Future Of Forestry Biography
Last updated: 01/31/2007
"How will the legend of the age of trees
Feel, when the last tree falls in England?
When the concrete spreads and the town conquers
The country's heart; when contraceptive
Tarmacs laid where farm has faded"
So begins the C.S. Lewis poem that San Diego quartet Future of Forestry cribbed its name from. In it Lewis describes an England overtaken by industrialization but the band sees it as more than just an environmental warning.
"It's not about saving trees but about saving our lives from being taken over by technology," frontman Eric Owyoung said. "It's about asking if we are still able to see beauty."
Anyone who gets their hands on Future of Forestry's debut for Credential Recordings—"Twilight"—should be able to find it embedded throughout the album Owyoung, guitarist Nick Maybury, bassist Luke Floeter and drummer Spencer Kim have assembled.
Owyoung and Maybury, both formerly of Something Like Silas, started Future of Forestry in 2005 with Floeter and Kim. Since then, the band has been a constant on the West Coast scene, securing fans from their hometown to Seattle and everywhere in between as they recorded and prepared for the release of their debut LP.
Recorded in 2006 with producer Ken Andrews (Pete Yorn, Failure, Mae), "Twilight" shows a band with great chops pushing the boundaries of pop music; unafraid of ambient, instrumental breaks but always ready with a guitar-laden hook. Owyoung's fine song writing in particular is evident in songs like "If You Find Her," the title track and "Open Wide," the album's first single, all of which exemplify the creative melding between Andrews and the band.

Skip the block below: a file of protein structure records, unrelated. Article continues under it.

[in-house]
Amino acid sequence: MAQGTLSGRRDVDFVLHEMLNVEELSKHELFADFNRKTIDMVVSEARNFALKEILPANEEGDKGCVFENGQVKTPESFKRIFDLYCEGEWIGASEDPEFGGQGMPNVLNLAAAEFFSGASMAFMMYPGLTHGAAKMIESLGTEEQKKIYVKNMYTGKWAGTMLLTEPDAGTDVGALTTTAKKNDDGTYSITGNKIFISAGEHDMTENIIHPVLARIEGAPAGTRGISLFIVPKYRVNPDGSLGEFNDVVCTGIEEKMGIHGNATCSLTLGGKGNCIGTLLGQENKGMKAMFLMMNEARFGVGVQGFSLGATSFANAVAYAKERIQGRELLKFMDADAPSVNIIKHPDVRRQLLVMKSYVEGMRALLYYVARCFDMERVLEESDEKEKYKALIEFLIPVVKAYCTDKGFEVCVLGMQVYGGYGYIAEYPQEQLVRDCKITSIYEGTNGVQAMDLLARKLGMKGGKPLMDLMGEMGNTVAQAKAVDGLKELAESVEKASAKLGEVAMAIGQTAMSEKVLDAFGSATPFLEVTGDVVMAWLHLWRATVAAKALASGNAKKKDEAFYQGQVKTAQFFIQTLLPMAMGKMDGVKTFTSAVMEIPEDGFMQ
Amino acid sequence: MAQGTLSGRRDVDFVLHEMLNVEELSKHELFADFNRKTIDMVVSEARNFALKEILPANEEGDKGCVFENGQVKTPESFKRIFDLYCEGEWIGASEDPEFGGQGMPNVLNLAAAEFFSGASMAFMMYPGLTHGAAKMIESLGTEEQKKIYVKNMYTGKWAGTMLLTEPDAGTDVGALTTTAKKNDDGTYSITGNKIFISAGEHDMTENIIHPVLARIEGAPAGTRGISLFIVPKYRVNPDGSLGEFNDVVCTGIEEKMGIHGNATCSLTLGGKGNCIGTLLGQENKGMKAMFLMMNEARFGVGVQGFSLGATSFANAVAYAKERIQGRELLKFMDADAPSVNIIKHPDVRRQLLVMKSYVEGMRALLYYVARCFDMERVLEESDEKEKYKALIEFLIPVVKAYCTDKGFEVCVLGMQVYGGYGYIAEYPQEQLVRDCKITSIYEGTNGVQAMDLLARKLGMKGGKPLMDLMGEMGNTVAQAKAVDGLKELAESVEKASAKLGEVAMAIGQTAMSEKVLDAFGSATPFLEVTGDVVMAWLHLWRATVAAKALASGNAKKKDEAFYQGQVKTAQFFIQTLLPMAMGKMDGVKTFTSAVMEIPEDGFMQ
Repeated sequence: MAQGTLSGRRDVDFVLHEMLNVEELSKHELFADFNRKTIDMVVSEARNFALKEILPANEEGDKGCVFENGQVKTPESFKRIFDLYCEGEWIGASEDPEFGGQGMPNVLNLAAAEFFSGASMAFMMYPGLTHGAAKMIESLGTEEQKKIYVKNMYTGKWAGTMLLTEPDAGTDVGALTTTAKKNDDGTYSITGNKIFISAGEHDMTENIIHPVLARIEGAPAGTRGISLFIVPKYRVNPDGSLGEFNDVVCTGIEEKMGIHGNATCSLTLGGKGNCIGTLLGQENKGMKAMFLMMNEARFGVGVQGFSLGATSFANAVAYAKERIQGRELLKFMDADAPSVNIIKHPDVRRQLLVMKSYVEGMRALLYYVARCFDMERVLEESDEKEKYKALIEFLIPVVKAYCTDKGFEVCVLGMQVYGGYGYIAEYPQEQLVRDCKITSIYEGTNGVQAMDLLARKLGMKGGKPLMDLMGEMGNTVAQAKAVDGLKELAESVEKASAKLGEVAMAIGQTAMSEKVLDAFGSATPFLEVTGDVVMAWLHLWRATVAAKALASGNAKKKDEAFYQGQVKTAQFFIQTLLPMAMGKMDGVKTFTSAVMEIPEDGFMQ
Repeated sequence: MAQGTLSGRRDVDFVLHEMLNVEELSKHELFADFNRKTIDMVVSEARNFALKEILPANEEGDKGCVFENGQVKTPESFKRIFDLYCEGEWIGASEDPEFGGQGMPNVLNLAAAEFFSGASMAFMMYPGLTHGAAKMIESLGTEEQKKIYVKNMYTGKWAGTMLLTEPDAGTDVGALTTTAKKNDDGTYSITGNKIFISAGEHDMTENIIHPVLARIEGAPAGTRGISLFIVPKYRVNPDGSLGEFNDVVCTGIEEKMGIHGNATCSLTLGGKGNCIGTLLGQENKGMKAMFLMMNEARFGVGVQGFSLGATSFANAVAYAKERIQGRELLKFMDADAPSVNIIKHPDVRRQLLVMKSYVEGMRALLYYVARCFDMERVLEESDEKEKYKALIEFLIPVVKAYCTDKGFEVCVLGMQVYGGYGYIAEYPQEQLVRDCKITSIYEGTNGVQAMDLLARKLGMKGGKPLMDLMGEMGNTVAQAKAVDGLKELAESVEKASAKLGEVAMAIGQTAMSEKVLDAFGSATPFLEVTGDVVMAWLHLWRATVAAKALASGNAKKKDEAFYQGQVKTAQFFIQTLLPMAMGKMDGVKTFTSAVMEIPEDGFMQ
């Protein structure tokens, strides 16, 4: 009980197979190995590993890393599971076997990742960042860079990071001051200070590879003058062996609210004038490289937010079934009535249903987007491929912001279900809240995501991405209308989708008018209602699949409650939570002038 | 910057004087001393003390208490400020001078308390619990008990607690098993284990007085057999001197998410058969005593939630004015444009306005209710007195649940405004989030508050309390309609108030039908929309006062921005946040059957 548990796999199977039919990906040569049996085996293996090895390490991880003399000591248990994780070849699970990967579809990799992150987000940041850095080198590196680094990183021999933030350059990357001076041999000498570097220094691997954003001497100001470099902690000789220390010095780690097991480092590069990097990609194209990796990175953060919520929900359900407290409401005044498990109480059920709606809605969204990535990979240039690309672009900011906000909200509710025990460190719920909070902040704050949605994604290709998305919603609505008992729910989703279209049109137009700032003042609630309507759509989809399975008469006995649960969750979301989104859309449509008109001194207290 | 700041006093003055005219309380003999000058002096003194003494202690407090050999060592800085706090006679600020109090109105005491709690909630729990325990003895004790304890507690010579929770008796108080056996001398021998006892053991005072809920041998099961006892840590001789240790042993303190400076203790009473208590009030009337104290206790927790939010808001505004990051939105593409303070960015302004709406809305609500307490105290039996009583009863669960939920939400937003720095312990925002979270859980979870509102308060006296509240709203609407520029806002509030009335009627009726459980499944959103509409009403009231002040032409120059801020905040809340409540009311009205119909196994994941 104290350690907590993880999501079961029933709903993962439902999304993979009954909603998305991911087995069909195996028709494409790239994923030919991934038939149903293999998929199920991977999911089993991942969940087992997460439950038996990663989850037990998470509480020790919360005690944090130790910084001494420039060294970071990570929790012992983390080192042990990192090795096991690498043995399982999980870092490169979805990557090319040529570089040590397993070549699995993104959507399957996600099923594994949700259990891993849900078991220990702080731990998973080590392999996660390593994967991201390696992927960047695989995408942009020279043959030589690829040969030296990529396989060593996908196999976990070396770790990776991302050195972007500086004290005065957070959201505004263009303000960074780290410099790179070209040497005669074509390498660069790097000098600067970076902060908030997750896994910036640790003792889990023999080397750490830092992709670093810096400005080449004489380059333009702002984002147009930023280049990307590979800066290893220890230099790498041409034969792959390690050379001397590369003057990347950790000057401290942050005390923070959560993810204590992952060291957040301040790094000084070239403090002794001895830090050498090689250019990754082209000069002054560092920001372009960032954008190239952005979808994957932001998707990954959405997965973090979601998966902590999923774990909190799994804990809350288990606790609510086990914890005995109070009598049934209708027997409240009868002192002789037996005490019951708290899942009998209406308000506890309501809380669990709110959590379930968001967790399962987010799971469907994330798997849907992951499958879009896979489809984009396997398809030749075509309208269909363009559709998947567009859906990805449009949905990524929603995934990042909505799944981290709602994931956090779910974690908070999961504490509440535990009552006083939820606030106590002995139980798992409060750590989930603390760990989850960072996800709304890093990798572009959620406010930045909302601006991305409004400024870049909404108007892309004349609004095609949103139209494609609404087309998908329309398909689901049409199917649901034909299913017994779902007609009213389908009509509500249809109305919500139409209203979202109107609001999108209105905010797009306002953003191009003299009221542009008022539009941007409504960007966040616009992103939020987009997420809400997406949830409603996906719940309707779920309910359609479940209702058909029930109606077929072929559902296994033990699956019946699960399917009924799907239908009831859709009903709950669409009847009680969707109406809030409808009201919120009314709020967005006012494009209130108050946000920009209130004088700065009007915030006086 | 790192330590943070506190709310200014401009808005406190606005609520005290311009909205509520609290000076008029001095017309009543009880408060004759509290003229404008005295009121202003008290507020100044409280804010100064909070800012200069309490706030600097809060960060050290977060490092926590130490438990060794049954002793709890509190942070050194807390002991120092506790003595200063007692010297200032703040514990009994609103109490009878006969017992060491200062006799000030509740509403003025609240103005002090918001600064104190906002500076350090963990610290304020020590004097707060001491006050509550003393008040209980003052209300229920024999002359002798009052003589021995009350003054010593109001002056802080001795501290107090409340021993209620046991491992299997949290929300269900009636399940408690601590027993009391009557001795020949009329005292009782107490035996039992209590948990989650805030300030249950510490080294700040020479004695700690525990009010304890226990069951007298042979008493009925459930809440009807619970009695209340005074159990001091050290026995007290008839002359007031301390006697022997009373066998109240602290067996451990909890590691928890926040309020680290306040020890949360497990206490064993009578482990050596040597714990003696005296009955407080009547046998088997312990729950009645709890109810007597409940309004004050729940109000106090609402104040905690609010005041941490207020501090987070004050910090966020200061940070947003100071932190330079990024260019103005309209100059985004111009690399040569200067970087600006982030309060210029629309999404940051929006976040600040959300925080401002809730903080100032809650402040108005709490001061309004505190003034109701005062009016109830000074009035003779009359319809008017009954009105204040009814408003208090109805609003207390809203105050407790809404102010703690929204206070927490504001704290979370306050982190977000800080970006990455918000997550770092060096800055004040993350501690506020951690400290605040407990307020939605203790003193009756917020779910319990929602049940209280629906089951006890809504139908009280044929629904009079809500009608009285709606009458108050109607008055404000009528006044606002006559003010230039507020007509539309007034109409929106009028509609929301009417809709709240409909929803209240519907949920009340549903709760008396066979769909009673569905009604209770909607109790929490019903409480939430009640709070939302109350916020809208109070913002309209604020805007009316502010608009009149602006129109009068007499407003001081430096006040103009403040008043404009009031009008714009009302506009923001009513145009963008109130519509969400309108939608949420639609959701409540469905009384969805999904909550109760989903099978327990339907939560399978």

"I've become a lot more selective about things I choose to produce lately, having focused more on mixing for the last two years," Andrews said. "But when I heard the FOF demos I couldn't resist. The song writing is just beautiful, and quite varied throughout the album with Eric's emotive voice and classic song writing sensibilities pulling it all together."
Owyoung studied music conducting, voice leading in particular, at Boston University to which he credits his song writing style to. "I think a certain way when I'm writing parts," Owyoung said. "I want to make sure that everything in the song has a place to go, not just the melody. I think it really shapes our music."
With Owyuong's schooling and the experience of the rest of the band, the group pulled off a slight coup with the veteran producer. They convinced Andrews to record the basics at the Steakhouse in L.A. before adding vocals and overdubs at Andrews's home in Pasadena. From there the band took possession of the tracks for two months where they added all manner of ambient sounds to the songs.
"Ken was on our wish list from the beginning," Owyoung said. "His own work with Year of the Rabbit and On inspired us as well as his mixes like Copeland's record. It was dream to work with someone who understood what we wanted and with him we've made a record we are super proud of."
Back home the group added in the more ambient sounds to the record but also scrounged around the house to find music in washing machines, ironing boards and pots and pans, all of which assist in filling out the record's lush sound.
"Ken was working with Beck at the time and needed a break," Owyoung said. "So he gave us the tracks and we did a lot of the more experimental stuff on our own and then we brought them back to him to mix."
And with that record now under their arms and set for a Jan 23 release on Credential Recordings, the band is ready to tackle a heavy touring schedule in 2007 to play those songs in front of as many people as possible.
"This album was written in the context of some very difficult personal experiences. It was a year of a lot of tears and losses, a year of searching, and a lot of finding," Owyoung said. "The record covers so much of that and is very personal. I am looking forward to seeing how those life experiences create connections within people's hearts. Music has a strange and beautiful way of facilitating meaningful connections. That's what we want to be a part of."